Radhanath Swami – What We Have Got Wrong About Beauty

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Published on May 10, 2020 by Radhanath Swami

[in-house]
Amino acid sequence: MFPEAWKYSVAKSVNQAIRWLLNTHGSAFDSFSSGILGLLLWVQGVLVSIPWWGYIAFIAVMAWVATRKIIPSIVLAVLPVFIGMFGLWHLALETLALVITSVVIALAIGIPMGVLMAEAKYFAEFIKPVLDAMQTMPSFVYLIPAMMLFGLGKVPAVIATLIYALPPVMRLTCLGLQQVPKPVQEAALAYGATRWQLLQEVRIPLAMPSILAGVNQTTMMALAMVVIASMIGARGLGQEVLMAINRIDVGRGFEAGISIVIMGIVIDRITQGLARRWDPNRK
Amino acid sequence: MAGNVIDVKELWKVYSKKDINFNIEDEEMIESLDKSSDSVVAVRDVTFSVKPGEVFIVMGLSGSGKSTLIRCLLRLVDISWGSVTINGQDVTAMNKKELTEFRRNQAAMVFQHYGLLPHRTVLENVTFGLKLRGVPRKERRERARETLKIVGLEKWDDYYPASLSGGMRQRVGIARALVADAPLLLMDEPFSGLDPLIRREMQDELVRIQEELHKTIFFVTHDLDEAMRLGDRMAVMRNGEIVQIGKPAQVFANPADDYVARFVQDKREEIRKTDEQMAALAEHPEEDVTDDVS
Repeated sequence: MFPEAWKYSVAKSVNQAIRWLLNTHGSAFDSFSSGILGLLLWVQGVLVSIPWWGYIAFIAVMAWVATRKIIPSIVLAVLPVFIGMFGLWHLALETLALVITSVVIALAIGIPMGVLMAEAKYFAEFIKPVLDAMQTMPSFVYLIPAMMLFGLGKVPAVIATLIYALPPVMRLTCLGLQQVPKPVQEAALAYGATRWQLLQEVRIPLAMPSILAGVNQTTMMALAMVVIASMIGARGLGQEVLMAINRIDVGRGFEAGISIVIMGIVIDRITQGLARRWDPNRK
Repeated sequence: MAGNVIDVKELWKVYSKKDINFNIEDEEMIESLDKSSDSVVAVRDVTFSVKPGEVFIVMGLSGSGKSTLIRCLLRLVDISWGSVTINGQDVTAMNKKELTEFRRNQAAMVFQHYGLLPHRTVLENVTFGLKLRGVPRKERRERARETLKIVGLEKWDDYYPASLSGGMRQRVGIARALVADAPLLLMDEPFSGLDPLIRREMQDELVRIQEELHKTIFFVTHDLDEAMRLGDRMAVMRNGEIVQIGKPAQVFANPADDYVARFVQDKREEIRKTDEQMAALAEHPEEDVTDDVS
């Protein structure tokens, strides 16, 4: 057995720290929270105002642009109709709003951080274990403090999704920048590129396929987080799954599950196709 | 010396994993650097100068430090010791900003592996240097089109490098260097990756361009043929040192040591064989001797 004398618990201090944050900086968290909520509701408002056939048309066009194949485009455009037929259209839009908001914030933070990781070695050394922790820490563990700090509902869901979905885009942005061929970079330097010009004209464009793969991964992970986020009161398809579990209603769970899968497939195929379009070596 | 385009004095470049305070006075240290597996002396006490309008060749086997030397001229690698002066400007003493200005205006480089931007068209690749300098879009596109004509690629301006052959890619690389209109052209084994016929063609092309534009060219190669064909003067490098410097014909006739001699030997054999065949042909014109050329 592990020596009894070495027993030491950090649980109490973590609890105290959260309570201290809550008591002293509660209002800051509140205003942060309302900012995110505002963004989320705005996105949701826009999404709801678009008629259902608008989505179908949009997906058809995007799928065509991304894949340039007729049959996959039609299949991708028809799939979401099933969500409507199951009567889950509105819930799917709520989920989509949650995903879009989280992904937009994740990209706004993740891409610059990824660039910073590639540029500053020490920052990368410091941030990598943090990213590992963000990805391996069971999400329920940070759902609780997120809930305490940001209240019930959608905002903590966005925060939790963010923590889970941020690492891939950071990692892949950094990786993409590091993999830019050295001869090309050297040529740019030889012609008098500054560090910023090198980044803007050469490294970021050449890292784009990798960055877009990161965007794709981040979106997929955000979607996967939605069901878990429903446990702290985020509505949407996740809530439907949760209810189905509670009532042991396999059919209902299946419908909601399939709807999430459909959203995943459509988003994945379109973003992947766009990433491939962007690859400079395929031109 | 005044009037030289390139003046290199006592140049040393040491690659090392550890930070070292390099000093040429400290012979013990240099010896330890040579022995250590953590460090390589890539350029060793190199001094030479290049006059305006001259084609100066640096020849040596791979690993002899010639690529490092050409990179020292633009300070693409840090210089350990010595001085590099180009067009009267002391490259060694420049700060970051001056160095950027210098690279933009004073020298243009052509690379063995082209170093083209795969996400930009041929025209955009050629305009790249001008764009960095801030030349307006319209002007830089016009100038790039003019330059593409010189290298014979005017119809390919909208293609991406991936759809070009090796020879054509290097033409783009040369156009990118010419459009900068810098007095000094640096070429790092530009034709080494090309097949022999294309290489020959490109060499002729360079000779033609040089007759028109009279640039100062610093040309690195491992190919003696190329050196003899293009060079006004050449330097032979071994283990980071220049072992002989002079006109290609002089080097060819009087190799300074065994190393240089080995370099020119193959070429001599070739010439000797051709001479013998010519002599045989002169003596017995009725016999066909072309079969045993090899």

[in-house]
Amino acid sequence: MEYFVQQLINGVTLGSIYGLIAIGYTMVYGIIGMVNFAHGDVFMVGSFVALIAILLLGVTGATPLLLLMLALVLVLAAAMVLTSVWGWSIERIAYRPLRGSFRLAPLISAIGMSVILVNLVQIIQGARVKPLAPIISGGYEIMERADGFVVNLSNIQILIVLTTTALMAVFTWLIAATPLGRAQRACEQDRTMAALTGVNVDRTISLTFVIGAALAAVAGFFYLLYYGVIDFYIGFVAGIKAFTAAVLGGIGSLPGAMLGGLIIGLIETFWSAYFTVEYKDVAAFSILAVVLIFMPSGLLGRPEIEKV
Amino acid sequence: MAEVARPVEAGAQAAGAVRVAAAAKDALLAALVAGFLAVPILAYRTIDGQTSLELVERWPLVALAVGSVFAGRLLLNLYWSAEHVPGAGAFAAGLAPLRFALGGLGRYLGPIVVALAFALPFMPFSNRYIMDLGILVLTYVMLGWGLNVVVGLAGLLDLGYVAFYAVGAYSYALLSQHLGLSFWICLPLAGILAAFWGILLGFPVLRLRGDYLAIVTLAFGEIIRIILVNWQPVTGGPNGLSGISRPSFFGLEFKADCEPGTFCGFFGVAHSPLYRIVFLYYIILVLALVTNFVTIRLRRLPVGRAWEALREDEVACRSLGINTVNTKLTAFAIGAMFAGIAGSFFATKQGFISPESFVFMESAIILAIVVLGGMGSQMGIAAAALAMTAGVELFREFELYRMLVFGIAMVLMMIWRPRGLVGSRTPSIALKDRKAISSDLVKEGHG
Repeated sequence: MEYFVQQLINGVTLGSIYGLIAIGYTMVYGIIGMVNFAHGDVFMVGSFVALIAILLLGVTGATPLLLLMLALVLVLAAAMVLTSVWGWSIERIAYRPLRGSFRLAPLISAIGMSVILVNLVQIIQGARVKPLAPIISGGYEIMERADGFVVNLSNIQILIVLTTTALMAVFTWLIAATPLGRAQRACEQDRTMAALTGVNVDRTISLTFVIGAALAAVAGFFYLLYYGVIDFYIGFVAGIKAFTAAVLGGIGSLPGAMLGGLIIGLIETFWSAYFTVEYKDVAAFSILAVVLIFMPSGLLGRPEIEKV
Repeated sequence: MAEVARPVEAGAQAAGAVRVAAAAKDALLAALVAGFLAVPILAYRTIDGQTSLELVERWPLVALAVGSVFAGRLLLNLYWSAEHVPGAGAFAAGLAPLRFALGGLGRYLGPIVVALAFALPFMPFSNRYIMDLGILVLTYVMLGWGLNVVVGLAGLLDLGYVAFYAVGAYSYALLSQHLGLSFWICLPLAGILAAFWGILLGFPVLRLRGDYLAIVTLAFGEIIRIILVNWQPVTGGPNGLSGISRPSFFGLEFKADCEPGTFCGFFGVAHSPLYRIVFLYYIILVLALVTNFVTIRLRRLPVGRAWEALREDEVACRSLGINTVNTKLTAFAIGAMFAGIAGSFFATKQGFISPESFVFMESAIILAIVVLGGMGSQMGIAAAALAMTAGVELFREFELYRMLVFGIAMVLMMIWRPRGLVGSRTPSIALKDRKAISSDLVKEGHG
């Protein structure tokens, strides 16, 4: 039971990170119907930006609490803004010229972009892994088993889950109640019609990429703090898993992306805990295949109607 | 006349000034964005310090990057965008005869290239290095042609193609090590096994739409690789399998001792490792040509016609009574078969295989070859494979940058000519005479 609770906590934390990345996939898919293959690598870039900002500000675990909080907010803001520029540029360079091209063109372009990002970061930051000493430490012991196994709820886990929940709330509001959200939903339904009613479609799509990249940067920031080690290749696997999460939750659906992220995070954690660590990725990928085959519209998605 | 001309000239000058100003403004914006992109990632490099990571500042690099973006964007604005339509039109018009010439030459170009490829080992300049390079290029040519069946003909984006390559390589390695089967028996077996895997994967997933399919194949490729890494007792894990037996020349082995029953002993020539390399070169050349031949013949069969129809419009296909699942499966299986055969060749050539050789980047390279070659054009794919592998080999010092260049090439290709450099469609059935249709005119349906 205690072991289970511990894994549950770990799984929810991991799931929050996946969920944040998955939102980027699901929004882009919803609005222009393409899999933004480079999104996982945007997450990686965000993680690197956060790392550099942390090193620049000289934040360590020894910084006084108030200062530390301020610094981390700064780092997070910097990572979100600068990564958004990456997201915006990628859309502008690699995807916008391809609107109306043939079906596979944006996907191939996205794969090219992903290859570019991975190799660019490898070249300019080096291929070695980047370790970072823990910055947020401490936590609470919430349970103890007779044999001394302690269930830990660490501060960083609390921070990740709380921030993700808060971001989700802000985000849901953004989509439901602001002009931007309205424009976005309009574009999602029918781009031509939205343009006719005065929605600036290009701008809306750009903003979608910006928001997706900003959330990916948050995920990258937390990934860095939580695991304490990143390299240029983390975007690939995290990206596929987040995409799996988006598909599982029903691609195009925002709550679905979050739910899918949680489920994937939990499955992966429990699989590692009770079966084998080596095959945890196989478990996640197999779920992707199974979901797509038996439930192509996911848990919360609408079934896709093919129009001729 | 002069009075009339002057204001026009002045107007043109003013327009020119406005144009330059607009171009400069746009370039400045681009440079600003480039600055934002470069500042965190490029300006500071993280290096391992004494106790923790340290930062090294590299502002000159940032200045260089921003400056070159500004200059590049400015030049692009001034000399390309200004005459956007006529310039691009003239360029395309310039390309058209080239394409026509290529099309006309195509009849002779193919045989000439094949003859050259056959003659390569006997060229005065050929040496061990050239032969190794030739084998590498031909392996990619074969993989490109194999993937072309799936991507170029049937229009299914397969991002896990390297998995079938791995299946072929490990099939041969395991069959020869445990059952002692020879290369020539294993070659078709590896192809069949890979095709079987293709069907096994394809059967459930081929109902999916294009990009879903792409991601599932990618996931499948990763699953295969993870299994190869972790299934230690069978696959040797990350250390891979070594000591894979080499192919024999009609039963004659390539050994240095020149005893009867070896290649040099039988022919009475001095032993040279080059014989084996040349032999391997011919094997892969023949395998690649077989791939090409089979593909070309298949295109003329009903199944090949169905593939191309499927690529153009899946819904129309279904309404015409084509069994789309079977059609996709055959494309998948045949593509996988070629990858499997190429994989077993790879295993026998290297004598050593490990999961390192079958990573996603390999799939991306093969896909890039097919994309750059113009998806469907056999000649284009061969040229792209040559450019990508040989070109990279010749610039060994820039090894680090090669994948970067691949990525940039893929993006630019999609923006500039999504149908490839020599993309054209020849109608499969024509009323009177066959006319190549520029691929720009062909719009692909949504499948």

I was once walking alone in the wilderness of the Himalayan mountains, when I came across a crowd of homeless starving people. Some were naked, others in filthy rags. Their bodies were deformed by disease. I had stumbled into a leper colony. “Baksheesh baksheesh! Alms alms,” they cried as they tugged and pushed one another in a desperate attempt to grab whatever they could take for me. After a short while of searching me, realizing that I had nothing to give, they dispersed. Then I happened to see on the side of the path, there lay an old woman with a whole of decaying flesh where her nose had once been. As my eyes met with hers, she gently smiled. I could see that she understood the shock that I was in because of what her people had done to me. In that moment of exchange of glances, she conveyed to me wordlessly the tender sympathetic love of a mother. Her look assured me that she wanted nothing from me, rather she pitied me. She held out her hand to bless me. Moved, I approached her coming down on my knees. She placed her fingerless palm on top of my head and whispered, “May God bless you my child, may God bless you.” I looked up at her face, it was lit up with joy. She was beautiful. I felt that she was experiencing the joy of doing the one thing that any mother rich or poor, healthy or sick has the right to do – bless a child. The poor leper woman was plagued with disease, but she had depths of beauty invisible to the eye. Beauty is not just about external looks. It is about a genuine heart that loves, that cares, that feels for the pain of others. That’s what makes a person truly beautiful, regardless of what they look like on the outside. 36 years later, I returned to that leper colony. Public funding had moved it to a more accessible location and created housing and food programs. These residents of the colony were living in conditions vastly better than what I had encountered as a young man. I did not expect to find the woman who blessed me, and of course I didn’t. But I remembered her, and I remembered how before any evidence existed that anyone in the world cared about her, she had cared for me. Her blessing had penetrated to the core of my heart. A reminder that beyond the differences that divide us nationality, religion, gender, race, appearance, health or illness, lies the common essential quality that we all share – the soul’s inherent ability to love.

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